Do you wake up in the morning with a bad breath problem? Most people do to some degree. According to the Academy of General Dentistry, more than 80 million Americans suffer with chronic halitosis, or bad breath, and millions more experience the condition intermittently, most often in the form of breath odor upon waking, or morning breath. Common or not, morning breath is an embarrassing problem, causing many who experience it to forgo morning pleasantries in favor of scurrying to the bathroom to brush their teeth. So what can be done about morning breath?
What Causes Morning Breath?
The source of halitosis is most frequently in the mouth, especially in cases where bad breath is present only or primarily upon waking in the morning. The fundamental cause of morning breath is that the mouth is drier while you sleep than it is during your waking hours. When your mouth is dry, odor-producing bacteria grow and multiply between the teeth, on the gums and on the surface of the tongue, and as they do, they release gases that produce that morning breath odor.
What causes your mouth to get so dry at night? Saliva production slows as we sleep, leading to a drier mouth, and snoring or sleeping with your mouth open causes further drying. Other factors can contribute in many cases, such as smoking, certain medications and conditions that prompt excessive mucus production, like sinusitis or allergies, since mucus drains down the back of the throat with these conditions, providing a hospitable environment for odor-causing bacteria.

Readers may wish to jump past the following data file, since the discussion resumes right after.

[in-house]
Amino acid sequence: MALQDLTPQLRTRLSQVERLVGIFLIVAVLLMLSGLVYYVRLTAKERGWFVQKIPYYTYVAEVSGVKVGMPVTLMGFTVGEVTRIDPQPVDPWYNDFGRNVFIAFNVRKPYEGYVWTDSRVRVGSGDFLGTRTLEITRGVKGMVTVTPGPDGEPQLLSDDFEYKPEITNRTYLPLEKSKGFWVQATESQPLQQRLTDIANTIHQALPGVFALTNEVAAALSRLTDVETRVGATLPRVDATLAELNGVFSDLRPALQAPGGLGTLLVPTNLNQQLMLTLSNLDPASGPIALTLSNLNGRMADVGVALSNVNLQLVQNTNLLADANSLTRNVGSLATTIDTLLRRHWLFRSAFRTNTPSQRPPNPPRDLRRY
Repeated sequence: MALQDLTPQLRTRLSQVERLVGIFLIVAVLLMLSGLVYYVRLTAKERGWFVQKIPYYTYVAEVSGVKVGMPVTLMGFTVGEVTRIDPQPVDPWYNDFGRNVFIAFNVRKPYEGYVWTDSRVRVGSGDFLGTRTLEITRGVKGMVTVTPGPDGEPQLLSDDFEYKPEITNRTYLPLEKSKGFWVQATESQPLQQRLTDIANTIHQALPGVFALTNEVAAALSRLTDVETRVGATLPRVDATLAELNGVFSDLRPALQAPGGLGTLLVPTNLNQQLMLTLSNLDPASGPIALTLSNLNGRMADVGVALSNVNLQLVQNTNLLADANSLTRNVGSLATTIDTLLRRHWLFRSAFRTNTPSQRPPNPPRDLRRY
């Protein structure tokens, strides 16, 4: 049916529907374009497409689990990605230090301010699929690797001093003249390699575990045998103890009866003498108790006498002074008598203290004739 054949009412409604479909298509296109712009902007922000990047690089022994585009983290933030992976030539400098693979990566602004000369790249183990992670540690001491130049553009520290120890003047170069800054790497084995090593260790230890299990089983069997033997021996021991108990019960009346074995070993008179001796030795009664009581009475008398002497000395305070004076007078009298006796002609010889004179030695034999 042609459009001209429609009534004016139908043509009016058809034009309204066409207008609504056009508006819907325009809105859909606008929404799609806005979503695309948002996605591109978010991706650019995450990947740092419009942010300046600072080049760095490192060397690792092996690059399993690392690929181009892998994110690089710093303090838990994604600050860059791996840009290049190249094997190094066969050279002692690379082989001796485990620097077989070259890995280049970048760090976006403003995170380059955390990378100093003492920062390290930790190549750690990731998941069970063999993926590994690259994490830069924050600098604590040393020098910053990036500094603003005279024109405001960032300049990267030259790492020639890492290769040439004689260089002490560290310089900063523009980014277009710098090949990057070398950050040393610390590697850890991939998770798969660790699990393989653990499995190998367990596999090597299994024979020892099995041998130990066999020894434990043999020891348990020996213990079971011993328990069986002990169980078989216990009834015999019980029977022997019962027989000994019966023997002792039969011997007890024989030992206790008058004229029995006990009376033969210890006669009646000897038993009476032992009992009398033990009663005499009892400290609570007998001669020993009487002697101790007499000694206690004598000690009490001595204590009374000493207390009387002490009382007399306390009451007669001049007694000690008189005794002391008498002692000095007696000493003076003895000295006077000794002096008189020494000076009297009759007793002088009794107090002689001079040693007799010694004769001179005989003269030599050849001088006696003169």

What Can You Do About Morning Breath?
The good news is that, in most cases, morning breath can be significantly improved via a little extra care of your mouth. Among the steps you can take to promote more pleasant breath in the mornings are:
- Spend more time with your toothbrush – The average person spends just 35 to 40 seconds on tooth brushing. The standard recommendation from dentists is to brush for a minimum of 2 minutes at least twice per day to better ensure efficient removal of plaque, food particles and bacteria. Additionally, to alleviate morning breath, your final tooth brushing session of the day should be at bed time, with no food or drink afterwards, to minimize the amount of bacteria in your mouth during your sleeping hours.
- Floss – This is just as important as brushing when it comes to keeping your mouth clean and preventing morning breath. Flossing removes plaque, bacteria and food particles in areas where your toothbrush does not reach, reducing the amount of these bacteria-feeding substances in your mouth.
- Clean your tongue – Odor-causing bacteria often grows and thrives on the surface of the tongue, particularly at the back of the tongue. Using a soft-bristled toothbrush or a tongue scraper to evict these invaders daily can offer significant improvement in morning breath problems.
- Use a mouth rinse – Your dentist will be able to recommend a good rinse for reducing bacteria in your mouth, helping to control breath odors. Just be sure to follow the directions as to how long the rinse must remain in the mouth to be effective.
If these measures do not improve morning breath, your next step is to call Pat Crawford, DDS and make an appointment for a thorough dental examination. In some cases, undiagnosed dental problems – tooth decay or gum disease, for instance – can be at the root of the problem. If these issues are ruled out, there are other steps that can be taken to identify the source of your breath odor and alleviate this embarrassing problem.